The new Reebok commercial with Allen Iverson is the most phenomenal piece of advertising on television right now. End of discussion. (Although I guess technically it’s an RBK commercial. Apparently vowels don’t have enough street cred to be a part of Reebok’s hip-hop marketing campaign.) You guys have seen it, right? I mean, it’s just, wow. Every time I see it, I want to grab a hooded sweatshirt, run around the neighborhood dribbling my basketball off of everything in sight and then fly to the USSR to fight a steroid-taking communist because he killed Apollo Creed. That and dunk.

Who are the ad wizards that came up with this? Attention everyone in the business school, if you make commercials like this some day, I’ll buy whatever it is you are selling. At the end of the commercial, Iverson could spike one of those vacuum sealer machines – you know, the one that can turn a huge wool sweater into a vacuum-sealed plastic package the size of a rolled-up pair of socks – and I think I might buy three or four. I probably would have one already.

For a while, I thought I might be the only one obsessed with this commercial. I mean, I am from Philly, so it makes sense that I would love anything that combines The Answer and Rocky. But as I talked to people, I realized I wasn’t alone. I had Pistons fans and Celtics fans spewing praise for the sheer awesomeness of the commercial. This was a bona fide phenomenon, right up there with the way Germans love David Hasselhoff. But in trying to figure exactly what makes this commercial so good, I realized that there are some serious problems with it.

The commercial begins with a dream. Philadelphia is up by six on the Knicks late in the fourth quarter, only to choke away that lead and end up down two with Iverson on the free-throw line with only one shot left. The only thing to do is to miss and go for the rebound. Pulling down his own board with the chance to tie, Iverson mishandles the ball and loses the game.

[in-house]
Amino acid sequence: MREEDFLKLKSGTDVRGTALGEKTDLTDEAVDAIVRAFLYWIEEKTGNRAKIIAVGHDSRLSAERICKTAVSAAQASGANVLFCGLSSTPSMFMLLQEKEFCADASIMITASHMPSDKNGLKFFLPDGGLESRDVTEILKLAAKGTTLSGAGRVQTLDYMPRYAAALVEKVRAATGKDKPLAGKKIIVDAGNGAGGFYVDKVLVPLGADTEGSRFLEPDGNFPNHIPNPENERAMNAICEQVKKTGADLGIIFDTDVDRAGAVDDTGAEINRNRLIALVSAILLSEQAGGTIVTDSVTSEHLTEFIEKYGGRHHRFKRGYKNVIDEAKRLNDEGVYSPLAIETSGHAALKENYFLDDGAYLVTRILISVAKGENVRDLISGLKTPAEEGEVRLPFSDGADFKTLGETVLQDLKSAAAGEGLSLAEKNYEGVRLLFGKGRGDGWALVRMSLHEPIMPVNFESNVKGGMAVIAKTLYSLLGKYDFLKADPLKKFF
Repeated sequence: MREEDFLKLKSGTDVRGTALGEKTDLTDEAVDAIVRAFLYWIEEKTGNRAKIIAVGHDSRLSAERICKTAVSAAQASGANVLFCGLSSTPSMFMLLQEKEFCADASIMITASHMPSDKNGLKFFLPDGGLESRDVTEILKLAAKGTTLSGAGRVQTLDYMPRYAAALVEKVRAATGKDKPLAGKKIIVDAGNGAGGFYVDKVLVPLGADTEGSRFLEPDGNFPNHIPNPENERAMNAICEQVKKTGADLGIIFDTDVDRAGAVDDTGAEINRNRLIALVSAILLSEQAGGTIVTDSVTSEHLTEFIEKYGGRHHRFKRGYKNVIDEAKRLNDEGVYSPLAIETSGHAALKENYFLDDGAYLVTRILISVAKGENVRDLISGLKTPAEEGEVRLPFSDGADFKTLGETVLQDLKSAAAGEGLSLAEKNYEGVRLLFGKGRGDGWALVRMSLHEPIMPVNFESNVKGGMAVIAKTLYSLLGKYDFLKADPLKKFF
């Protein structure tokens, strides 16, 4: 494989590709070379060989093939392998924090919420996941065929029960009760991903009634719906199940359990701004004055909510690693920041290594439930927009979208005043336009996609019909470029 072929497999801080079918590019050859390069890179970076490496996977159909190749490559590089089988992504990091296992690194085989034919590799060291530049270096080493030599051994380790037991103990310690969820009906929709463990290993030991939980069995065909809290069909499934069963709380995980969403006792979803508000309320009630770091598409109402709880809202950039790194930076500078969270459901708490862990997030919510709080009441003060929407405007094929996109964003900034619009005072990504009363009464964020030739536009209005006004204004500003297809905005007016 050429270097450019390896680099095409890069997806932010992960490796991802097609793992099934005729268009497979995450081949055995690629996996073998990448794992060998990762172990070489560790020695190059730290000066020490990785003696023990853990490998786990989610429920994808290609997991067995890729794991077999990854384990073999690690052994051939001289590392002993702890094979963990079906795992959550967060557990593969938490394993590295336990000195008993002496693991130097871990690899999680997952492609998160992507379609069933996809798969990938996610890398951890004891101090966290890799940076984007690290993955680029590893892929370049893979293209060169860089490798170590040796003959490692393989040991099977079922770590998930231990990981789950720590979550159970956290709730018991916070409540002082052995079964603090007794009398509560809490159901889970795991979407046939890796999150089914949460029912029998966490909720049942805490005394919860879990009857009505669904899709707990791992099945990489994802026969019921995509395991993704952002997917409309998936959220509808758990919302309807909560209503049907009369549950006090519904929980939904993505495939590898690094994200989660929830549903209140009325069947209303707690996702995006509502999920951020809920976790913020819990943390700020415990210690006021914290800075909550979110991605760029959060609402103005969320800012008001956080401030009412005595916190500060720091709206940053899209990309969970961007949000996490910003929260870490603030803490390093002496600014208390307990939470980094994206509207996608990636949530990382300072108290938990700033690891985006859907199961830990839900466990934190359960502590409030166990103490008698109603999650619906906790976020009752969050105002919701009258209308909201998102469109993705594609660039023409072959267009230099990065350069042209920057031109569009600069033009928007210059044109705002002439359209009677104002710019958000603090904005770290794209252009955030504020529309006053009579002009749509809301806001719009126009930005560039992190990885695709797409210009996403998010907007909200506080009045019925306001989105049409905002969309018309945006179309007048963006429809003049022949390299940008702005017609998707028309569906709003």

Obviously, losing a game to the Knicks in the fourth quarter last year has haunted him to the point of nightmares. It doesn’t matter that he dropped 30. He lost. Everything makes sense so far, but this is where things begin to fall apart.

The final horn becomes the blaring buzzer of the alarm clock. It’s 5 a.m. and it’s time for practice. Here’s the first problem with the commercial. I’ve listened to enough talk radio and had enough friends hang out late at night downtown to know that Mr. Iverson is the kind of guy that usually sees 5 a.m. because he’s been up all night. I can’t really imagine him waking up before the sun comes up to work on his dribbling.

Second, this is Iverson. It’s pre-dawn and he’s practicing? We talkin’ ’bout practice? We ain’t even talkin’ ’bout the game? We talkin’ ’bout practice? Now, I can’t put my finger on it, but I think I’ve heard something about this before. I can’t remember when, but I remember him making some sort of comment about it to the media. Hmm.

Anyway, even if you move past these egregious problems, the geography of the commercial makes no sense whatsoever. Iverson lives out on the Main Line, which is west and slightly north of the city. So he wakes up out there, runs through the Italian Market and under the El in South Philly (which is, naturally, south of the city) and then all the way back up to the Art Museum? That’s like 20 miles, and he would have to directly pass the Art Museum to get to South Philly. This makes no sense.

But just when it seems like the commercial is failing, things start to come together. It’s not the practice, it’s not the unbelievable dribbling skills, it’s not the countless allusions to Rocky – it’s the look in his eyes at the top of the steps.

Drive. Intensity. Fire. Passion. Pride. That look is all of those things and so much more. It’s as if he is looking out over the skyline, daring someone to want it more than he does. It’s the ineffable look of the guy that you want to have the ball when the game is on the line. I’ve watched plenty of his games in my day, and in every single one of them he has left everything he has on the floor. All this from a guy that’s 6-0 in boots and 165 pounds soaking wet. You can say what you want about his tattoos, his cornrows or his entourage. You can even question his work ethic in practice. But you can never, ever question his desire and his commitment.

That’s why I love this commercial. And that’s why I love Iverson.

Mike Santore can be reached at LACES OUT appears every Friday.

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